By on July 25, 2017

2018 Mazda CX-8 - Image: MazdaFirst, we heard about the Mazda CX-8.

Then the Mazda CX-8 was spotted on the streets of Chicago, Illinois. Which is in the United States.

And then Mazda confirmed that the CX-8 would most definitely not be exported from Japan. As the CX-4 was a China-oriented model, the CX-8 would be geared towards a Japanese market for which the CX-9 is just too big. But then we heard the Mazda CX-8 might be exported from Japan, but only to Australia.

And now, with official imagery, it’s not difficult to understand why Mazda USA has no need for the CX-8. It looks almost exactly like a CX-9 with six fewer inches of length, five fewer inches of width, and a marginally lower roofline.

Americans do not need a smaller Mazda CX-9.

There’s reason to believe Mazda could use more utility vehicles in North America. Aye, couldn’t every automaker?

Mazda has quickly become more reliant on its CX lineup for U.S. sales, earning 54 r drcent of its first-half sales from the CX-3, CX-5, and CX-9 in 2017, up from 45 percent a year ago. As the Mazda 3 and Mazda 6 use vast chunks of already limited sales — they’ve combined for 17,000 fewer sales in 2017’s first six months than during the same period of 2016 — Mazda requires healthy CX volume to keep its dealers active.

In June, for example, the average Mazda dealer sold only 16 passenger cars; on par with Ford but well back of brands such as Kia (43), Hyundai (36), Volkswagen (35), and Subaru (24). The average Mazda franchise sold only 36 total vehicles in June, fewer sales per dealer than 15 other auto brands, according to Automotive News Data Center.

Unfortunately, the two latest Mazda utility vehicles — the CX-4 and now CX-8 — aren’t destined for North America. Much as Mazda would like to get the swoopier CX-5 that Mazda China markets as the CX-4 on that side of the Pacific, it’s not to be.2018 Mazda CX-8 and CX-9 - Images: MazdaAs for the Mazda CX-8, “They are closely related, but they serve different audiences that suit the different tastes (and road widths) of their respective buyers,” Mazda spokesperson Jacob Brown told TTAC in May. Now we see just what Brown meant by “closely.”

Attempting to determine the differences between the Mazda CX-8 and CX-9 would be challenging enough for a potential Mazda crossover buyer. Determining why the more cramped CX-8 is worthy of hard-earned American dollars would be altogether more difficult, especially since the Mazda CX-9 is already deserving of cabin criticism.

* This article was updated to clarify that the average Mazda dealer sold 36 vehicles in June, not 36 vehicles per day in June.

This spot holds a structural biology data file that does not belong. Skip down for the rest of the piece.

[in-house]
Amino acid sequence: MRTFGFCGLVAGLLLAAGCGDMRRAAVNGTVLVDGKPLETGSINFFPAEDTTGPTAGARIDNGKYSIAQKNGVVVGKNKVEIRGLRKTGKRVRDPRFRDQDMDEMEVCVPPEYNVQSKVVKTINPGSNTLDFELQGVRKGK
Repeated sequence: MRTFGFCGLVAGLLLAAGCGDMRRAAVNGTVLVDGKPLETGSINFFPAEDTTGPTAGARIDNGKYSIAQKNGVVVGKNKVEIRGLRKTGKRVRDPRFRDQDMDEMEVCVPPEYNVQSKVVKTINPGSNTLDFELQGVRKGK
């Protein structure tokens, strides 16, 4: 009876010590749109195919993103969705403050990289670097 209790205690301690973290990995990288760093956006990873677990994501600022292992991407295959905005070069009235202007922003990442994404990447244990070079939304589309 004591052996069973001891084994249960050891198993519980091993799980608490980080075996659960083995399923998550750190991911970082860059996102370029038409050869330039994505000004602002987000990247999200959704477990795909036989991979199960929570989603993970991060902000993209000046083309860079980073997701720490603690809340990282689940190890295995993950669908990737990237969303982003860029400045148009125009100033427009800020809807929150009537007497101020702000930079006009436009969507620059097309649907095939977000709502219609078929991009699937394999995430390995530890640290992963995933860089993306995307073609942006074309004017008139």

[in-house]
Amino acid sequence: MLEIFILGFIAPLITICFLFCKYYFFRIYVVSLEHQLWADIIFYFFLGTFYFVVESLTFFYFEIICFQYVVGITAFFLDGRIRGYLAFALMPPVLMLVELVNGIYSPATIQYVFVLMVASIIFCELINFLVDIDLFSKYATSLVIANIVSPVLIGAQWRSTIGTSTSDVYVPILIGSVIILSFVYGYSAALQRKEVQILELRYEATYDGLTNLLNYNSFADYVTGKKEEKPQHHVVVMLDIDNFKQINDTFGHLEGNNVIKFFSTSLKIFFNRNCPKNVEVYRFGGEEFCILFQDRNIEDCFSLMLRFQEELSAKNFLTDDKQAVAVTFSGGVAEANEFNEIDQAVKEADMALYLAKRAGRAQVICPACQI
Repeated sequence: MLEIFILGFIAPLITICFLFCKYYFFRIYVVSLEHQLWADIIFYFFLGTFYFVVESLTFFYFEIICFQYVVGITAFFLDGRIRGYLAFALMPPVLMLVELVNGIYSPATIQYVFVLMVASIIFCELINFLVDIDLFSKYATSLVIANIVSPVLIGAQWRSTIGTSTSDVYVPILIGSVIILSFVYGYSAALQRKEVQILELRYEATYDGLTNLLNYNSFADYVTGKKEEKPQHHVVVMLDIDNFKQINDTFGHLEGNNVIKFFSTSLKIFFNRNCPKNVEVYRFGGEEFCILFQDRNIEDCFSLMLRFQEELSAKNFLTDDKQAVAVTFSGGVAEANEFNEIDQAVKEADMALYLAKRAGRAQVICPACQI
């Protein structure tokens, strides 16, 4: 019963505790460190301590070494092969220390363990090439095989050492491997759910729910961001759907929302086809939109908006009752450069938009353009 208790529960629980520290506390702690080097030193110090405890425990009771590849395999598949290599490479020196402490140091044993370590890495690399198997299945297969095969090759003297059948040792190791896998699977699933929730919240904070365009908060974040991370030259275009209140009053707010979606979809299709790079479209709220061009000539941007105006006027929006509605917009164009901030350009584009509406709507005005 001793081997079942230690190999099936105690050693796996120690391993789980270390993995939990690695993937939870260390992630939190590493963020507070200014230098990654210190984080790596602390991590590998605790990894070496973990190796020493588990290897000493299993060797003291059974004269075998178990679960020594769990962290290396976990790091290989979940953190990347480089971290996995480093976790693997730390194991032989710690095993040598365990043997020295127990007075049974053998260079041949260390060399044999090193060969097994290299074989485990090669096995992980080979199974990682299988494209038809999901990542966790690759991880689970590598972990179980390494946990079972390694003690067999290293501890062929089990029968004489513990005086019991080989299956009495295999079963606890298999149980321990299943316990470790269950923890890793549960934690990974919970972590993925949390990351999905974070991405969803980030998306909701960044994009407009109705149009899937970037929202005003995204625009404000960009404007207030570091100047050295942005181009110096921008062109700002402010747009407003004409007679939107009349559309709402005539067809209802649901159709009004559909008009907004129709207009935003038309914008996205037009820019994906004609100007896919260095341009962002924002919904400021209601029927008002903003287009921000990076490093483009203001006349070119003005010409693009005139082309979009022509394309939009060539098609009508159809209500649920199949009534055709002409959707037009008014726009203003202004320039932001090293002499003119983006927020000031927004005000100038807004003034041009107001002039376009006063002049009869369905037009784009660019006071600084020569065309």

[Images: Mazda]

Timothy Cain is a contributing analyst at The Truth About Cars and and the founder and former editor of Follow on Twitter @timcaincars.

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25 Comments on “And Now It’s Obvious Why the Mazda CX-8 Won’t Be Imported to America...”

  • avatar

    It would be just another Mazda that nobody wants.

  • avatar

    Coupe the roof! Coupe the roof! I want my CUVs to be like the evil Stan from South Park hatchback clones.

  • avatar

    “And now, with official imagery, it’s not difficult to understand why Mazda USA has no need for the CX-8. It looks almost exactly like a CX-9 with six fewer inches of length, five fewer inches of width, and a marginally lower roofline.”

    6″ in length isn’t exactly insubstantial, and 5″ in width makes a significant difference in maneuverability. The CX-9’s size would be fine if it had a properly functional third row, but it’s ridiculously large for what it offers. I think Mazda should offer the CX-8 here (as the CX-7), but eliminate the third row altogether. And of course it goes without saying it needs the 2.5T on the options sheet.

    • 0 avatar
      Big Al from Oz

      Australia is more midsize than the US.

      • 0 avatar

        The first part of my post was a quote from the article. I think there is a place for the CX-8 everywhere. Mazda should have differentiated the styling a bit though.

    • 0 avatar

      Mazda U.S.A. does not want to offer the 2.5T engine in any other vehicles in their line up. They want the diesel to span the engine option.

      • 0 avatar

        And why is that? It’s not about performance, and it’s absolutely not about cost-reduction. I can’t help but think they’re just tired of being criticized for broken promises.

        We’ll see how the diesel does in the CX-5, but with gas prices being low, I’m convinced a 2.5T would be the smarter move. I’m a diesel owner, so I know the pros and the cons, and I’m telling you a diesel Mazda is going to be a tough sell if it comes with the typical price premium.

        A diesel Subaru, on the other hand …

        • 0 avatar

          As far as diesels go, Mazda is extremely different from the others. German car magazine AutoBild was blown away by their Dautertest (basically their massive 100,000km break it, then tear it apart test), where they noted that there was no soot in the Mazda’s engine.
          Wind back 10 years, and two universities in India and the UK (Example “A Survey on Low Compression Ratio Diesel Engine” – Bridjesh P et al) did some theoretical work into single cylinder low compression diesel. Both concluded that reducing compression would actually significantly reduce NOx, however starting it cold would be difficult.

          Fast forward to 2012, and the Mazda engine is the lowest compression diesel (at 14:1 instead of 18:1 up to 22:1), and they have a trick for cold starts – feed exhaust back in for 3 minutes.
          But the real neat trick is that unlike other diesels – it’s significantly lighter (doesn’t need iron block at 14:1 ), is high rpm (it’s basically 1/2 way between diesel and gas), and best of all doesn’t need expensive AdBlue because it has lower NOx without it.

          What would change the market is VW. It was caught lying about emissions. After that, both Japanese and German governments investigated all car manufacturers producing diesels.